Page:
Fuel economy lawsuits started popping up against Ford trucks in mid 2019, with plaintiffs alleging that Ford Motor Co. sold and marketed Ranger and F-150 trucks with false mpg ratings. The tl;dr version of the various Ford truck lawsuits is the automaker performed inaccurate EPA testing and overstated fuel economy.
Initial lawsuits primarily pertained to 2019 Rangers and 2018 F-150s.
This week, a new lawsuit was filed for the same reason but covering 2019-2020 Rangers and 2018-2020 F-150s.
Specifically, this lawsuit states: “Over a million Ford truck owners are now driving vehicles that will cost them thousands of dollars more to own or lease than they anticipated. Because of Ford’s deception, all purchasers and lessees of these vehicles paid more for these vehicles than they are actually worth.”
We find this new lawsuit particularly interesting, since Ford countered prior lawsuits in May 2020 stating they should be dismissed because owners who sued don’t understand the word “estimated.”
Ford’s motion to dismiss states the plaintiffs are trying to be chief regulators for fuel economy estimates and insert themselves into a process that’s already heavily regulated by both the EPA and Federal Trade Commission.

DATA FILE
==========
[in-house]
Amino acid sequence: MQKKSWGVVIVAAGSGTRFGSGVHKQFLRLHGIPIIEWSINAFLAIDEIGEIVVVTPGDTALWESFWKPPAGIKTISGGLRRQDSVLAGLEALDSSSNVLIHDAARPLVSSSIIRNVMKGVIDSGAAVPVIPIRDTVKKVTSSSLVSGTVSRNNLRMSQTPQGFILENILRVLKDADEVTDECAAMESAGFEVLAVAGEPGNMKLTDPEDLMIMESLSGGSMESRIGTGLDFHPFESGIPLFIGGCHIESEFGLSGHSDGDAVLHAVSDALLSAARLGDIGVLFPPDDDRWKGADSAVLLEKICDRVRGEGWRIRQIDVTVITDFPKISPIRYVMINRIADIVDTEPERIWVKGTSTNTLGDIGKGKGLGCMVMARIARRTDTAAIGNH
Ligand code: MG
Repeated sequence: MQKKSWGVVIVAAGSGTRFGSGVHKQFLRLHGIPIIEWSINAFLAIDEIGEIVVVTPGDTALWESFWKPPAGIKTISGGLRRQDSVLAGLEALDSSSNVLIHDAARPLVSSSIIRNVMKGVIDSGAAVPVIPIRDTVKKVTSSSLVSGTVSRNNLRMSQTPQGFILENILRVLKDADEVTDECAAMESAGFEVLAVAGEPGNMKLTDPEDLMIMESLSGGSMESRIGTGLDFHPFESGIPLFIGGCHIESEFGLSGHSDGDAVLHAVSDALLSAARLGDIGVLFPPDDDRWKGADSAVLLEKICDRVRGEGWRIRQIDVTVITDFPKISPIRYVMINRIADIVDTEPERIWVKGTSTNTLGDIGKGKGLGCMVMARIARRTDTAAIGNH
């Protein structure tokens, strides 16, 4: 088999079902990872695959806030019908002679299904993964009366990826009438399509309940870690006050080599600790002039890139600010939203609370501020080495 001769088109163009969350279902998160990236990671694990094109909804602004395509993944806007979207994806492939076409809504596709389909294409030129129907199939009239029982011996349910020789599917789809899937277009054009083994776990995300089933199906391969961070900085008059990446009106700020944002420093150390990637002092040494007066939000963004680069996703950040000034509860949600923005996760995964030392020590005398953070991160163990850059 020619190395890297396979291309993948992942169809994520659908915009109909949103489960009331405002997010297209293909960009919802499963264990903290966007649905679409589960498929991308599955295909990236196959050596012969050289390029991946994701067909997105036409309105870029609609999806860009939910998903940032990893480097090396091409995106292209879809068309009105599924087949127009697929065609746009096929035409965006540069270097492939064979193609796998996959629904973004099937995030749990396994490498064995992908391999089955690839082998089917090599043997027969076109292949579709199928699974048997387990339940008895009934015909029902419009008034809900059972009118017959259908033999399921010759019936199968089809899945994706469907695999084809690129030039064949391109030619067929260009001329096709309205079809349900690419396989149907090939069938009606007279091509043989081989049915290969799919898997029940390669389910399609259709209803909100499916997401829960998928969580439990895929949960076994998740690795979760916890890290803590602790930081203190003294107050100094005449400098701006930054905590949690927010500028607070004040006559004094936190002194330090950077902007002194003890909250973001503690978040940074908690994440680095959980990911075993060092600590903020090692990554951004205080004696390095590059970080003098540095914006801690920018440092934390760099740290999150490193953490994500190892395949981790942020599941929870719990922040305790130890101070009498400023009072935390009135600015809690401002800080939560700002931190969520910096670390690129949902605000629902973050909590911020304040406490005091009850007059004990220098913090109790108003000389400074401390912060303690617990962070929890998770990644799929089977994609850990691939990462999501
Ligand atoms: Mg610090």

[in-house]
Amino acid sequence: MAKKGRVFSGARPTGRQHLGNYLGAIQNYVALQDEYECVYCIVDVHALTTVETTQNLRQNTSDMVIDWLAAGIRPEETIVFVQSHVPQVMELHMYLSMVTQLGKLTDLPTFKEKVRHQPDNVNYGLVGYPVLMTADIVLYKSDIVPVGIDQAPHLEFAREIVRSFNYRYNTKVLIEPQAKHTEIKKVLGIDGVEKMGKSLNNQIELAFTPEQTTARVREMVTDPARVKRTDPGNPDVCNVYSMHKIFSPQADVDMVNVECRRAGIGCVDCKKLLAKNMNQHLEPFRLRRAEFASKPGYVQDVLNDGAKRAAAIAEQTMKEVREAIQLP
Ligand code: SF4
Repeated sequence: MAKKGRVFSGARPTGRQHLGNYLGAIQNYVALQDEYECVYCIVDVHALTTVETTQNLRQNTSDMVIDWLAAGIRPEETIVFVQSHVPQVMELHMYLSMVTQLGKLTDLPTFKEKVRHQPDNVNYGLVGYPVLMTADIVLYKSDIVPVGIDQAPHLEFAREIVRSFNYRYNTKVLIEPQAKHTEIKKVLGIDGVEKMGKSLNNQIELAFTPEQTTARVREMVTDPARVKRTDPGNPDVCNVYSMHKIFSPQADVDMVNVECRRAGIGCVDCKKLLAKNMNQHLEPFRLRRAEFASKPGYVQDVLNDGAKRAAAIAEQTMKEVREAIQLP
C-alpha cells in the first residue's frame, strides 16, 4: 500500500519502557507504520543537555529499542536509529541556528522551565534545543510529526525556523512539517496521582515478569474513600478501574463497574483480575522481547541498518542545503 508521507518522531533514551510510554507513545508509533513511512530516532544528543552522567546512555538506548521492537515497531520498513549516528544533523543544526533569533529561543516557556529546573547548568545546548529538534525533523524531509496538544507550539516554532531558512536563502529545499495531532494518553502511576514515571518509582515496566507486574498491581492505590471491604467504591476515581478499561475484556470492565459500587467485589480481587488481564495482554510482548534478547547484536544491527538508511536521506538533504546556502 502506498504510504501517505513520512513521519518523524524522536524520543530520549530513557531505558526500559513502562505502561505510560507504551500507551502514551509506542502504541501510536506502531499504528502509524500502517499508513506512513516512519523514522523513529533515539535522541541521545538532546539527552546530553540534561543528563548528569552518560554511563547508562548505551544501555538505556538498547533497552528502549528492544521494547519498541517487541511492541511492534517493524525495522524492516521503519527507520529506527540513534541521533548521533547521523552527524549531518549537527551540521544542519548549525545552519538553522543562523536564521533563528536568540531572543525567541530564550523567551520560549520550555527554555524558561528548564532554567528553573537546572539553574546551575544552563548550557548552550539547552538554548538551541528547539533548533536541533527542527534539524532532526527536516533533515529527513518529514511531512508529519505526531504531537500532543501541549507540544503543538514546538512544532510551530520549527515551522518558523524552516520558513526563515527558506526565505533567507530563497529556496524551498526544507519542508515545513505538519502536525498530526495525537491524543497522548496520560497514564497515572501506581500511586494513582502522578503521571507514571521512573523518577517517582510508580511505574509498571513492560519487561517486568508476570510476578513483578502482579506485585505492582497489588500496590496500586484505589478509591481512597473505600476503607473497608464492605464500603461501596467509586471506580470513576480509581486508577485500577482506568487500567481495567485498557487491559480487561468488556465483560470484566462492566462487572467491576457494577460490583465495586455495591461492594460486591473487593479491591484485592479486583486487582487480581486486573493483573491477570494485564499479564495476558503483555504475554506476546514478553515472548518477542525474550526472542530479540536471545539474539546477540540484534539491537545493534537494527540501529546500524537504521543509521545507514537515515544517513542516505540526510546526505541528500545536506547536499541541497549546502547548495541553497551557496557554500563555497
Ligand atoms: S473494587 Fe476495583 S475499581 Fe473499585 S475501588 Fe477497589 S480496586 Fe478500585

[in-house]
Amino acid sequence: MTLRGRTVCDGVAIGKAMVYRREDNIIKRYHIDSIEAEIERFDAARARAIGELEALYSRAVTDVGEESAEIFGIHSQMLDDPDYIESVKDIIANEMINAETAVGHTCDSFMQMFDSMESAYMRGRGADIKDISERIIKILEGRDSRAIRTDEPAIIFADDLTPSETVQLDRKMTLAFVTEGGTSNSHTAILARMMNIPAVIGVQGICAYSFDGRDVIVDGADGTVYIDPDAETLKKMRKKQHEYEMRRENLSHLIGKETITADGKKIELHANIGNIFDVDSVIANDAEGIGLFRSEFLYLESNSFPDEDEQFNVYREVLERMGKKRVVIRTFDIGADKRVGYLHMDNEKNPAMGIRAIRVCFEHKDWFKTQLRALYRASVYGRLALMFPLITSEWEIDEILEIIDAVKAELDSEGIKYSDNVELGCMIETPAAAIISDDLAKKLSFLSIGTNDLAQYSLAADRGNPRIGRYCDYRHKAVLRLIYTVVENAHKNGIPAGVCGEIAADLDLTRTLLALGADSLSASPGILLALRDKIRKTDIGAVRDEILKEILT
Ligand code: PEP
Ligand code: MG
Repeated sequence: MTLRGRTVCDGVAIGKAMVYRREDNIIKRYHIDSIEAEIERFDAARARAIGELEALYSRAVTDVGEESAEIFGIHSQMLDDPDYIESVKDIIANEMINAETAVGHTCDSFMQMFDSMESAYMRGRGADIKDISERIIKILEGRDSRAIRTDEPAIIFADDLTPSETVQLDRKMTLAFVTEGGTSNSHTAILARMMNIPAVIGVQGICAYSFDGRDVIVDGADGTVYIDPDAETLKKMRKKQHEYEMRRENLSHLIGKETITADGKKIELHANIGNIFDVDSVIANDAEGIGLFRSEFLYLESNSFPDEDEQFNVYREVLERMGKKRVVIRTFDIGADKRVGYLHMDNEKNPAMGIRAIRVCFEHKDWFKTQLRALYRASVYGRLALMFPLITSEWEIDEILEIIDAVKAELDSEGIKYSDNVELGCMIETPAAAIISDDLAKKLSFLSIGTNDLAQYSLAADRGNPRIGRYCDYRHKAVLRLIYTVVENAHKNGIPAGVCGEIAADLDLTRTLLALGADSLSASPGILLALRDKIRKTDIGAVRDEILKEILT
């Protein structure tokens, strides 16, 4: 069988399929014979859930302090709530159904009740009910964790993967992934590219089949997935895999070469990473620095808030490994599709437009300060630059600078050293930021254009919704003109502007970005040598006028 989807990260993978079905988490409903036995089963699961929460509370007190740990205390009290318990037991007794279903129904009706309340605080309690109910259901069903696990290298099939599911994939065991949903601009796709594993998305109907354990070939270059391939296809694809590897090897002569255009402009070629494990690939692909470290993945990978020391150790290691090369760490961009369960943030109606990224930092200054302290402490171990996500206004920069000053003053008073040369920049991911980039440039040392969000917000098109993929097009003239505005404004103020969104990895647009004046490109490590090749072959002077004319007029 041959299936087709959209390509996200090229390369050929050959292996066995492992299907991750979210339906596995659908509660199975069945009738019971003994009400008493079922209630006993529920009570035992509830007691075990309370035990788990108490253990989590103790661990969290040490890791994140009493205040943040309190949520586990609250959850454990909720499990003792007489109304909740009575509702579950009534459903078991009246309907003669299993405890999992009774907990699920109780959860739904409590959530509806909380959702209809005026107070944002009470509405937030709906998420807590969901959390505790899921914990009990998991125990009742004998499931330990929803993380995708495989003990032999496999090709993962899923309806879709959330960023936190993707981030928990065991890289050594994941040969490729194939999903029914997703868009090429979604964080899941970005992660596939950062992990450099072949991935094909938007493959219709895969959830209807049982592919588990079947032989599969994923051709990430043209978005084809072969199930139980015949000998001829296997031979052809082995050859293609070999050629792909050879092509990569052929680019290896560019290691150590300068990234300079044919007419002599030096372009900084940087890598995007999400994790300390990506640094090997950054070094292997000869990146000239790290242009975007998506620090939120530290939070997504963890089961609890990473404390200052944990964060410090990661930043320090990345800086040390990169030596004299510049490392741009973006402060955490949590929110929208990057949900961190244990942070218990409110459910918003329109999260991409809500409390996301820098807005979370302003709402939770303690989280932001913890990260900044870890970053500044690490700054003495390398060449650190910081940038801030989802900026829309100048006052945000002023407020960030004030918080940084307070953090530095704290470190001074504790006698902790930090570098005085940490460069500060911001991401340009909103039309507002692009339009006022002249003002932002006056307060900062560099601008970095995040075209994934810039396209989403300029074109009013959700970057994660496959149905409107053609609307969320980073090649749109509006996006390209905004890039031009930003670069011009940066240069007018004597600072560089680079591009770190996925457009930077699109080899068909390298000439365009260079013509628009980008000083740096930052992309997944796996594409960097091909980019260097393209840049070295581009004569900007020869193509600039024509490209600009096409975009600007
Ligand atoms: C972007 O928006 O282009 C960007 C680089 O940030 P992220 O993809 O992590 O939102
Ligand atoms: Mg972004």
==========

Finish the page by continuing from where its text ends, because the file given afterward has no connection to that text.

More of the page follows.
Furthermore, the motion references how the EPA explains its “ratings are a useful tool for comparing vehicles when car buying, but they may not accurately predict the fuel economy you will get.”
So, how is this new lawsuit different? It really isn’t, except it lists more details. Specifically, using a 2018 Ford F-150 with the EcoBoost V-6 as an example, it states that truck would consume about 1,789 more gallons of fuel during the vehicle’s lifetime.
If you’d like to extrapolate a bit, that means an owner would potentially spend $3,996.63 more on fuel for that truck (using today’s national average gas price of $2.234 per gallon) than originally anticipated.
Ford has been caught with its pants down before, namely when it put faulty fuel economy numbers on 2013-2014 Lincoln MKZ Hybrid, Ford C-Max Hybrid, Ford C-Max Energi, Ford Fusion Energi and 2014 Ford Fiesta. In addition to lowering the fuel economy ratings for these vehicles, Ford gave each current owner $125 – $1,050 as a goodwill payment.
Additionally, we have to note there is in an ongoing Department of Justice criminal investigation into Ford’s emissions certification processes, which was launched in 2018 after an employee raised the issue in 2018.
Though Ford admitted wrong doing in 2014, we’re not sure they’ll do that with the F-150 and Ranger – especially since they launched an investigation into this issue in February 2019 and concluded there was no evidence to suggest emissions certifications or fuel economy labels were incorrect.
That combined with the motion to dismiss will make things interesting. Will owners be able to pull another goodwill payment out of Ford? Or will the definition of “estimated” win the day? Stay tuned.